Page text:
Book Image

Learning QGIS - Third Edition

By : Anita Graser
Book Image

Learning QGIS - Third Edition

By: Anita Graser

Overview of this book

QGIS is a user-friendly open source geographic information system (GIS) that runs on Linux, Unix, Mac OS X, and Windows. The popularity of open source geographic information systems and QGIS in particular has been growing rapidly over the last few years. Learning QGIS Third Edition is a practical, hands-on guide updated for QGIS 2.14 that provides you with clear, step-by-step exercises to help you apply your GIS knowledge to QGIS. Through clear, practical exercises, this book will introduce you to working with QGIS quickly and painlessly. This book takes you from installing and configuring QGIS to handling spatial data to creating great maps. You will learn how to load and visualize existing spatial data and create data from scratch. You will get to know important plugins, perform common geoprocessing and spatial analysis tasks and automate them with Processing. We will cover how to achieve great cartographic output and print maps. Finally, you will learn how to extend QGIS using Python and even create your own plugin.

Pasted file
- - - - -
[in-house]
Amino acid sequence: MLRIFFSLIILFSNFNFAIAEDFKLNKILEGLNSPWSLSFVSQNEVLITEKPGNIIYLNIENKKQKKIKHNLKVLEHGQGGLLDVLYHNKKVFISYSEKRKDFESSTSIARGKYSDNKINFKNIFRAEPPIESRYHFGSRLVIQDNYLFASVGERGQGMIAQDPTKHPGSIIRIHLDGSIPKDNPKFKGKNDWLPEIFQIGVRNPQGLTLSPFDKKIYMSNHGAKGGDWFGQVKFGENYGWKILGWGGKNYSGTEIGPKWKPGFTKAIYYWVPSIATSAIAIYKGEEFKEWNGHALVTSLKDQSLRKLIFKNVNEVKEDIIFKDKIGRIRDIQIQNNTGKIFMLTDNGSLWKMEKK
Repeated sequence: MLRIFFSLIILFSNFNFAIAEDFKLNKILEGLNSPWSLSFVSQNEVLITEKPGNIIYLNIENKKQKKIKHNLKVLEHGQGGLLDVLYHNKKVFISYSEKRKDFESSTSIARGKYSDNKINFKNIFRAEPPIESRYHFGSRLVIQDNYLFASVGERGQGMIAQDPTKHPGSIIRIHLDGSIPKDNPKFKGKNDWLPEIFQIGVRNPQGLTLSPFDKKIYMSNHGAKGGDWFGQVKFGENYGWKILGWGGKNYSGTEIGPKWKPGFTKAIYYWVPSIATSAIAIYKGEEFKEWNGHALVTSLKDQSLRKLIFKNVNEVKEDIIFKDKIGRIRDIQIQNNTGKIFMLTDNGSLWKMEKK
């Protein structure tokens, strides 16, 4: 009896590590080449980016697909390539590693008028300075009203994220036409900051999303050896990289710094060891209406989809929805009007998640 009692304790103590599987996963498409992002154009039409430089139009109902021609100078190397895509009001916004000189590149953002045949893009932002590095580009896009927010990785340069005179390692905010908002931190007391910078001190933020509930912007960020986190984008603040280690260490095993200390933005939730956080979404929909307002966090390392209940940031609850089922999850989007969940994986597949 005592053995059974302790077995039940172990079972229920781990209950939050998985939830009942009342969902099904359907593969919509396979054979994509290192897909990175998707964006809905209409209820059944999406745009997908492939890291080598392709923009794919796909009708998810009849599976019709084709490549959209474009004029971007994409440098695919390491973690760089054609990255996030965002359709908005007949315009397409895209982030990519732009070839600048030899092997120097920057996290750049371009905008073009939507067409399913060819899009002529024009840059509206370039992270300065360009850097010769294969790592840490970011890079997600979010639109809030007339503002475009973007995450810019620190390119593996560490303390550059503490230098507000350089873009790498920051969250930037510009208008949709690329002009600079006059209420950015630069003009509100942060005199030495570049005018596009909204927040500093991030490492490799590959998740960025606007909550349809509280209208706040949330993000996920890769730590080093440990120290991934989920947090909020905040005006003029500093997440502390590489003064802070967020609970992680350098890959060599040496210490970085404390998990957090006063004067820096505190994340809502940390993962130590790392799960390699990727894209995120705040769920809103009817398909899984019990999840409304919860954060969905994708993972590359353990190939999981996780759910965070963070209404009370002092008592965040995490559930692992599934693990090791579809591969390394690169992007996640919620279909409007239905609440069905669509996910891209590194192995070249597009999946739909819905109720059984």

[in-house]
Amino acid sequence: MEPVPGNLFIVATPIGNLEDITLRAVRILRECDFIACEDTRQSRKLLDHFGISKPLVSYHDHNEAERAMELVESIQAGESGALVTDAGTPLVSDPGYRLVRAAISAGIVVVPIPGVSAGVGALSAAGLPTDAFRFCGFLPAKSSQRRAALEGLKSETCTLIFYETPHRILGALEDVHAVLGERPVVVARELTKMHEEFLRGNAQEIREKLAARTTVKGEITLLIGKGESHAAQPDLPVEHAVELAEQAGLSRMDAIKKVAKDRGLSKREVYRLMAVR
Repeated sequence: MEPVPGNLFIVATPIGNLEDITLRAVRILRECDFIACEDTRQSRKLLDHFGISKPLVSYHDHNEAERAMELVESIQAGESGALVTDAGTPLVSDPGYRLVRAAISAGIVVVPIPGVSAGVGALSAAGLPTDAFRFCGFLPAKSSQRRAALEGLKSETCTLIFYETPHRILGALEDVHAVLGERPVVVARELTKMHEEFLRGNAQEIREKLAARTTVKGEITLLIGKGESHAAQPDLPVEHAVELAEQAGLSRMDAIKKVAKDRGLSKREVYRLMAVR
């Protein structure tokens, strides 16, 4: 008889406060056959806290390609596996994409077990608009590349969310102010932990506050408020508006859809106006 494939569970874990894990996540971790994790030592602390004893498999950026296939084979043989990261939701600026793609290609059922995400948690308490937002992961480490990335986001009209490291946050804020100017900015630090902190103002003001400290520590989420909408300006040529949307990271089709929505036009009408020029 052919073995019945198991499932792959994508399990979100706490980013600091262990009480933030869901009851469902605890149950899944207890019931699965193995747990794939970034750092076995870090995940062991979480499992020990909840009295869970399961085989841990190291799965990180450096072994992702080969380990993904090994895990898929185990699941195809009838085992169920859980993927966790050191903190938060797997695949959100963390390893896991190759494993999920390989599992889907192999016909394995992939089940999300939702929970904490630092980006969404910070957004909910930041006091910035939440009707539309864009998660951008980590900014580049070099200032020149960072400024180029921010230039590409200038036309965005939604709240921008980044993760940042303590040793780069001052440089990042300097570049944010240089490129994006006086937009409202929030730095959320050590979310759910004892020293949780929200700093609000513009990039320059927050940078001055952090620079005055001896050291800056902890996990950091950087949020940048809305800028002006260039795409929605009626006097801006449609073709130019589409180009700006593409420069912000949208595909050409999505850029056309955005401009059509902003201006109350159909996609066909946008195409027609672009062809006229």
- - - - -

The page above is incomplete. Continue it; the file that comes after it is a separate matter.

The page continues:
Table of Contents (13 chapters)
Learning QGIS Third Edition
About the Author
About the Reviewer

Reprojecting and converting vector and raster data

In Chapter 2, Viewing Spatial Data, we talked about CRS and the fact that QGIS offers on the fly reprojection to display spatial datasets, which are stored in different CRS, in the same map. Still, in some cases, we might want to permanently reproject a dataset, for example, to geoprocess it later on.

In QGIS, reprojecting a vector or raster layer is done by simply saving it with a new CRS. We can save a layer by going to Layer | Save as... or using Save as… in the layer name context menu. Pick a target file format and filename, and then click on the Select CRS button beside the CRS drop-down field to pick a new CRS.

Besides changing the CRS, the main use case of the Save vector/raster layer dialog, as depicted in the following screenshot, is conversion between different file formats. For example, we can load a Shapefile and export it as GeoJSON, MapInfo MIF, CSV, and so on, or the other way around.

The Save raster layer dialog is also a convenient...